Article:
“They’re able to throw it in another gear, and they’re going to do just that,” Duncan said. “They don’t want this to be done. They’ve already won on our [court] so they feel they can do it again, and we don’t want to give them any life.”


VIDEO: Gregg Popovich talks about the Spurs’ Game 4 performance

Heat pushed to unfamiliar place


VIDEO: San Antonio puts Miami on the brink of elimination

MIAMI — In their most important game of the season, a game that Chris Bosh had referred to hours earlier as a “must-win” game, the Miami Heat lost, at home, to the San Antonio Spurs by 21 points, 107-86. This just two days after losing, at home, to the Spurs by 19 points, 111-92.

To be fair, calling these two games “losses” by the Heat may be selling the Spurs a bit short. In Games 3 and 4, the Spurs have systematically dismantled the Heat, exposing almost every flaw of the two-time defending champs while on the game’s biggest stage.

“I mean, they smashed us,” said LeBron James. “Two straight home games, got off to awful starts. They came in and were much better than us in these two games. It’s just that simple.”

“Well, I think they’re getting to their game a lot better than we are,” said Dwyane Wade. “They’re doing what they want to do better than we are. So right now they’re playing better than us, no question about it. We’ll see at the end of the series. Whoever wins is the better team. But the Spurs are playing better than us. They whipped our butt here at home, and you’ve got to give them credit for coming out, getting to their game plan, their game for 48 minutes, and we haven’t been able to do that. So if we want to get back into the series, we have to be better than them on Sunday. If not, then it will be over.”

For a team built around three superstars, during Games 3 and 4, the Heat have looked suspiciously like a team with one star who has been getting precious little support. While James finished Game 4 with 28 points, eight boards and eight assists, Bosh and Wade combined for just 22 points, six rebounds and four assists. The only other Heat player to score more than eight points was James Jones, who scored 11 once the game was out of reach.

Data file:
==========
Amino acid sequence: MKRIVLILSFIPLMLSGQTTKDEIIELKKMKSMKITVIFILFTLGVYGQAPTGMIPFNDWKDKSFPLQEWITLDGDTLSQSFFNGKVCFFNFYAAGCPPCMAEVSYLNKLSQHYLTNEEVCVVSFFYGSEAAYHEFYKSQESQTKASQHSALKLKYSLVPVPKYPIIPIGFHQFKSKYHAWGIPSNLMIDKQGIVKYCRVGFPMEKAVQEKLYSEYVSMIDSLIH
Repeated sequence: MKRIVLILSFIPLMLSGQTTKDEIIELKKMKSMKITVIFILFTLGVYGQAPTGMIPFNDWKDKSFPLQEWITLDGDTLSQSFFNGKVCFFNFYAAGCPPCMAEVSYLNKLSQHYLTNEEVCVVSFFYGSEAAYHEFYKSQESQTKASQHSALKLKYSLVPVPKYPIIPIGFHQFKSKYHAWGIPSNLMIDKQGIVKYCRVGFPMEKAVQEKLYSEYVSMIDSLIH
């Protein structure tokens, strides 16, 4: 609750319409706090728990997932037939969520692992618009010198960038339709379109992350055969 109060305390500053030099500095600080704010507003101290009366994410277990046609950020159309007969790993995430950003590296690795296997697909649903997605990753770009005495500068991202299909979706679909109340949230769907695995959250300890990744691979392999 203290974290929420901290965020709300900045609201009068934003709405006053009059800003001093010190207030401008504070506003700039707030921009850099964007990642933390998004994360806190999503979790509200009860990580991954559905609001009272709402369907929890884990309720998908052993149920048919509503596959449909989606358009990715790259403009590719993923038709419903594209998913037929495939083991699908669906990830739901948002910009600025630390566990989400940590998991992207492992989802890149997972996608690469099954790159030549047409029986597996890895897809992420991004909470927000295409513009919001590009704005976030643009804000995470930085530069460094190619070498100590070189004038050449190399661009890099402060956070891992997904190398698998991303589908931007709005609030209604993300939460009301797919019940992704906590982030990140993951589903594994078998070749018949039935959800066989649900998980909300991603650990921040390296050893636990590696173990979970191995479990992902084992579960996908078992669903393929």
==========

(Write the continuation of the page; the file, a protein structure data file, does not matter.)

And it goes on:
As this series has played out, the Heat have looked like a tired team, a squad that has played every one of the 86 playoff games they’ve logged over the last four years. While the Heat players dismissed talk of exhaustion, the eye test has seemed to show a Heat team relying on making plays that haven’t always been there when needed.

Which isn’t to say this series has been all about the Heat’s failures. The Spurs have shown on possession after possession, on both sides of the ball, that simple things like ball movement, spacing, help defense and teamwork still hold ultimate value. According to James, the Spurs present a singular set of challenges, almost a perfect basketball storm.

“Man, they move the ball extremely well,” said James. “They put you in positions that no other team in this league does, and it’s tough because you have to cover the ball first, but also those guys on the weak side can do multiple things. They can shoot the ball from outside, they can also penetrate. So our defense is geared towards running guys off the three-point line, but at the same time those guys are getting full steam ahead and getting to the rim, too. The challenge is as well, with them, implementing [Boris] Diaw into the lineup has given them another point guard on the floor. So Manu [Ginobili], Tony [Parker], and Diaw and Patty Mills on the floor at once, they’ve got four point guards basically on the floor at once. So all of them are live and they all can make plays. So it’s a challenge for us all.”

This Heat core was assembled to win numerous titles, as James famously said at their introductory press conference: “Not one, not two, not three, not four, not five, not six, not seven.” They’ve got two, but number three had looked more and more elusive as the 2014 Finals has played out. Yet for a Heat team that has put together four consecutive runs to the NBA Finals, perhaps their biggest test yet still awaits beginning with Sunday’s Game 5 in San Antonio, as the odds are stacked against Miami — no team in NBA history has come back from a 3-1 Finals deficit to win an NBA championship.

“I don’t care about odds,” noted Bosh. “Odds are for people that can’t do it.”

“Obviously, I do know the numbers,” said James. “It’s never been done before, but we’re still a confident bunch, even though our heads are lowered down right now. Of course, being down 3-1, and losing two straight games at home, that’s just human nature. But we’ve still got to go out and play on Sunday.”

The Finals Stat: Game 4


VIDEO: Charles Barkley feels the Miami Heat will lose this series

Game 4 basics
MIA SAS
Pace 84.9 84.9
OffRtg 99.1 128.9
EFG% 51.4% 63.6%
OREB% 15.8% 36.4%
TO Ratio 15.0 16.9
FTA rate 0.282 0.357

MIAMI — For the second time in three days, the San Antonio Spurs blew out the Miami Heat on their home floor, taking Game 4 of The Finals with an easy 107-86 victory. One stat stood out from the rest as the Spurs took a 3-1 series lead and gave themselves a chance to win a championship at home Sunday.